At anchor in Nishimura Bay, Kohala Coast, Big Island
We ended up sailing much of the way to Kawaihae with reefed main and jib in the strong trade winds. Puanani reported a peak apparent wind speed of forty three knots. It didn't blow that hard most of the time though, and we arrived at the small boat harbor just before noon.
The Kawaihae Small Boat harbor is a typical government construction project. What is there is first class in every respect, but there is much that should be there that isn't. There is room inside the magnificent breakwater for a couple of hundred boat slips, but only 24 slips were installed... without water or electricity... That leaves an empty 150 yard diameter open basin with nothing in it - a perfect place to drop the hook and swing safely at anchor.
Clay lived here on the Big Island for many years, and a number of his close friends came down to visit him in Kawaihae. Pete, the unofficial Mayor of Kawaihae came out followed by Clem, an architect by day and a self contained party in progress at night, who brought craft beer, pupu, and a guitar. We rafted the boats up for the party, and the wind died off in cooperation. A good time was had by all.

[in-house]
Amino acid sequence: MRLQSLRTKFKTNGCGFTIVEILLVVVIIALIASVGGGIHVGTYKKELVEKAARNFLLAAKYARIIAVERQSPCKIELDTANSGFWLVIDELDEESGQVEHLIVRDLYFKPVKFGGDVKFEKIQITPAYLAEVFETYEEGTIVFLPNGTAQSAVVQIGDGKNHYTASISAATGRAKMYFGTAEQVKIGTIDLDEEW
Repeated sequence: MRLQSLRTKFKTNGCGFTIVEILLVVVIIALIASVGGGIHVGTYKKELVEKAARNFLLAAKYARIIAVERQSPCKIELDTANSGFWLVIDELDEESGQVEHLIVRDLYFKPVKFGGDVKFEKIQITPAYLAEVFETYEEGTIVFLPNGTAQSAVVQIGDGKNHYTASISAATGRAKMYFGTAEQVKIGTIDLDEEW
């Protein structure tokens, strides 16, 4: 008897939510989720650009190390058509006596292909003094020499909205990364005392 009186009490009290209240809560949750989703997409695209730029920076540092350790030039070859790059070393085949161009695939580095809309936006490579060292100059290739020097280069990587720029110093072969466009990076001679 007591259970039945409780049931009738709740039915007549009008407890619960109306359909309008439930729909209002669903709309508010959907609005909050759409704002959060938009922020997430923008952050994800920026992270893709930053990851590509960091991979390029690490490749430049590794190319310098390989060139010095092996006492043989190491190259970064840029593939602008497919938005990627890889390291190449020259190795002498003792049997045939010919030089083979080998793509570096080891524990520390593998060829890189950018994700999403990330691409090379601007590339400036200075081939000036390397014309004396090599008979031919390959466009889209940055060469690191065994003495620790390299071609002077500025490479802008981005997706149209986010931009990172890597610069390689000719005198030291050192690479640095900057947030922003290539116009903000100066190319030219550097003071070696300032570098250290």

This morning we powered and sailed the ten miles north to Nishimura Bay where we anchored at 1040. Moderate trades are blowing here, but the seas are the calmest I've ever seen. We are looking forward to a lazy afternoon of snorkeling and napping.
Just before our arrival at Nishimura Bay the squadron powered right through the middle of a school of feeding tuna. They were hitting the surface all around both boats, but they left our lures alone.
The crews are changing a bit going forward. Steve got off Puanani in Kawaihae and Clay's son Johnathan will be joining them tomorrow morning. Marcy is getting off Maka'oi'oi in the morning as well.
After the crew changes are made we will take off across the Alenuihaha Channel for the 37 mile sail to La Perouse Bay on Maui. It should be a quick and exhilarating ride. There are small craft warnings for the channel, but the wind will be far enough aft, and we will be well reefed down, so we don't anticipate any problems with the crossing.--
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